Washington Law Review


Bryan E. Lee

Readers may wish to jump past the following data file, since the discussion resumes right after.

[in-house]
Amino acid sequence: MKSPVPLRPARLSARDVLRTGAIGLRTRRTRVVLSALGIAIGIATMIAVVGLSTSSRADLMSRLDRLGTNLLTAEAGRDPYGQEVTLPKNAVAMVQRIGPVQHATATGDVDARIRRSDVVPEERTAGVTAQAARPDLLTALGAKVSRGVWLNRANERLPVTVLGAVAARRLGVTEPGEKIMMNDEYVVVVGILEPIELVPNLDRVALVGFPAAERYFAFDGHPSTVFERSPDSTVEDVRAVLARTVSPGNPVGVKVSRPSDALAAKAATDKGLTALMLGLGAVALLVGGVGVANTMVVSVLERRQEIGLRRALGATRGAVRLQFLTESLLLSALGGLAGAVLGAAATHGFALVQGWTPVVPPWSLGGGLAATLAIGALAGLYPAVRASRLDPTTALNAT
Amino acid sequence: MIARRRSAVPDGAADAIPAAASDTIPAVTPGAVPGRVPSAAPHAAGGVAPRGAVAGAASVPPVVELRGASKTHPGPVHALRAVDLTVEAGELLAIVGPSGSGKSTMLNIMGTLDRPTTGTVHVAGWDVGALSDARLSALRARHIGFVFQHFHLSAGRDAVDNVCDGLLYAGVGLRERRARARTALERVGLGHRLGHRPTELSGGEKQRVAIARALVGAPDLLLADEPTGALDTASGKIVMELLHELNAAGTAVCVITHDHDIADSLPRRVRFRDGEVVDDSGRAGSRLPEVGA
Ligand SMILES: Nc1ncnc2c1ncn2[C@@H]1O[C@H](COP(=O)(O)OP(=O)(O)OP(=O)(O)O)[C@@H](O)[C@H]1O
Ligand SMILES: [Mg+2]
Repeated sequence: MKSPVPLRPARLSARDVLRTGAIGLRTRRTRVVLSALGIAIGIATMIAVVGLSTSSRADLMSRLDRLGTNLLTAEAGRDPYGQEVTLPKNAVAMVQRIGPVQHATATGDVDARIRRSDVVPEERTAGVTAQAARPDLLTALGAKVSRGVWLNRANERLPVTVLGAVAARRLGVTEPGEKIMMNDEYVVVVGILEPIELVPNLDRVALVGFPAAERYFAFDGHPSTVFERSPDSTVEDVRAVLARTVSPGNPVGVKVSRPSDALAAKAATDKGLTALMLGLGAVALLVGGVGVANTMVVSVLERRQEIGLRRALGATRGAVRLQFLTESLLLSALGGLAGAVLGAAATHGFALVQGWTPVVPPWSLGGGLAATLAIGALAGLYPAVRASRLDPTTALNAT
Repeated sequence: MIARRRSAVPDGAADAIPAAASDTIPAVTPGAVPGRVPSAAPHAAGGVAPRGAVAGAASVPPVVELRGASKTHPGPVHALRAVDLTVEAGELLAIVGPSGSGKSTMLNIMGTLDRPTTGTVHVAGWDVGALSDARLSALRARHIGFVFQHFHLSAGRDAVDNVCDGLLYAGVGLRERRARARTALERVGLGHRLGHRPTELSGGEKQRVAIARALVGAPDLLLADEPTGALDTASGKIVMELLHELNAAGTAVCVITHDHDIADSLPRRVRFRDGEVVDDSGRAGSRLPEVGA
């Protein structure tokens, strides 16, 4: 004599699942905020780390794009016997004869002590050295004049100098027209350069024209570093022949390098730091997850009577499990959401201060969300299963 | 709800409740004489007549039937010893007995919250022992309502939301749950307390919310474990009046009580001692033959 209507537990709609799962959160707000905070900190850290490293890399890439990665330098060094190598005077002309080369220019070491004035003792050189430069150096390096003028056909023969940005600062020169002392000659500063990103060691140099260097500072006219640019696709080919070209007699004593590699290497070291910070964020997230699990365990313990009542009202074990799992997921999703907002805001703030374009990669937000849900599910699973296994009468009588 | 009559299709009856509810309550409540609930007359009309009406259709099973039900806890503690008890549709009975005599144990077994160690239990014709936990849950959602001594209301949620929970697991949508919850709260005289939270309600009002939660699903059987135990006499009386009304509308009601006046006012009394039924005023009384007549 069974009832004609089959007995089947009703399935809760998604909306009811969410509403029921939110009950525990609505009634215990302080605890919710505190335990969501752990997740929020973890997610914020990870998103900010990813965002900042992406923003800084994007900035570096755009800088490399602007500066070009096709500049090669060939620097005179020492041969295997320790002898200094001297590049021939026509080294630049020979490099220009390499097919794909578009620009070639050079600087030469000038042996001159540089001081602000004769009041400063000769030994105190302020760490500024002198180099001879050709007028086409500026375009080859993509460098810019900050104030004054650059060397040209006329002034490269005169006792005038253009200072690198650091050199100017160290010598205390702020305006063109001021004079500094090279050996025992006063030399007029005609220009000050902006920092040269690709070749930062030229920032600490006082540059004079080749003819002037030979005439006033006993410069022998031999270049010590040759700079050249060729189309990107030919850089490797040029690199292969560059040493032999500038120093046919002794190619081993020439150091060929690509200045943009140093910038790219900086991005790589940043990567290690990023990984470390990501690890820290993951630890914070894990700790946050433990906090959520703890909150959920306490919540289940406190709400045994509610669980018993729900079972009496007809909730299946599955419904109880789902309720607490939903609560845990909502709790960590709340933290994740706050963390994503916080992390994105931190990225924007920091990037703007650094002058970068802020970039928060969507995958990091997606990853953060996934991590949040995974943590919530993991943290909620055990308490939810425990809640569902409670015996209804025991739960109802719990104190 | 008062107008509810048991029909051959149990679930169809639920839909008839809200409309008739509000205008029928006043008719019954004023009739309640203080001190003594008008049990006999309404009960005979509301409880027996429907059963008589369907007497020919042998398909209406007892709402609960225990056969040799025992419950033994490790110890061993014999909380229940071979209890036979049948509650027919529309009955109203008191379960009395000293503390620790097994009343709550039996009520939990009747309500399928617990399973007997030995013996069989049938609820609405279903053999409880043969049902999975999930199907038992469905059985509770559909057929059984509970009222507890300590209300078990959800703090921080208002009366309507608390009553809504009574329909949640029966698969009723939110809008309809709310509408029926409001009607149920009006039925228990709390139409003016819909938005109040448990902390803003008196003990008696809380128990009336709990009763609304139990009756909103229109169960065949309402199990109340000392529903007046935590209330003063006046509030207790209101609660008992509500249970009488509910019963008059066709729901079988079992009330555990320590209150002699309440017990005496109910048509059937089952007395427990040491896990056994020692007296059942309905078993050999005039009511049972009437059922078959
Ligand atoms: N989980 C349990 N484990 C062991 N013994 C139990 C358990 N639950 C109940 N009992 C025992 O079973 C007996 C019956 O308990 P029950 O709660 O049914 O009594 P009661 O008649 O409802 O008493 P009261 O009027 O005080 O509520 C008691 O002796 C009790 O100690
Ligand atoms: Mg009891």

In International Union, United Automobile Workers v. National Labor Relations Board (UAW v. NLRB), the United States Court of Appeals for the District of Columbia Circuit held that it was not an unfair labor practice under the National Labor Relations Act (NLRA) when an employer threatened to relocate certain operations from a union plant to a nonunion plant in order to coerce the union into making midterm wage concessions. Nor was it an unfair labor practice when the employer then carried out the threat to relocate after the union refused to make the wage concessions. The D.C. Circuit decision affirmed on appeal the Supplemental Decision and Order of the National Labor Relations Board (Board) in Milwaukee Spring 11, but on a different legal basis. The Board decision in Milwaukee Spring 11 was an attempt to establish a broad per se rule permitting midterm relocations unless prohibited by an express provision in the collective bargaining agreement. This was a direct reversal of the previous Board rule, applied in Milwaukee Spring 1, which restricted midterm relocations if motivated by a desire to avoid the terms of an existing collective bargaining agreement, unless a specific provision in the agreement authorized the employer to make midterm relocation decisions. This Note analyzes the union's legal theory and the court's response, and considers additional arguments not presented by the union or discussed by the court. This Note then analyzes the effect of the D.C. Circuit decision on the Board's new rule, and predicts the result in varying factual circumstances. This Note concludes that when an employer's predominant motivation is to avoid the terms of a collective bargaining agreement in order to realize a greater return in an enterprise, the threat of a midterm relocation is not only a prohibited interference with employee rights, but also a breach of contract under the implied covenant of good faith and fair dealing. This Note predicts that unions may utilize the breach of contract action in the future to circumvent the current Board's political stance favoring nonintervention.

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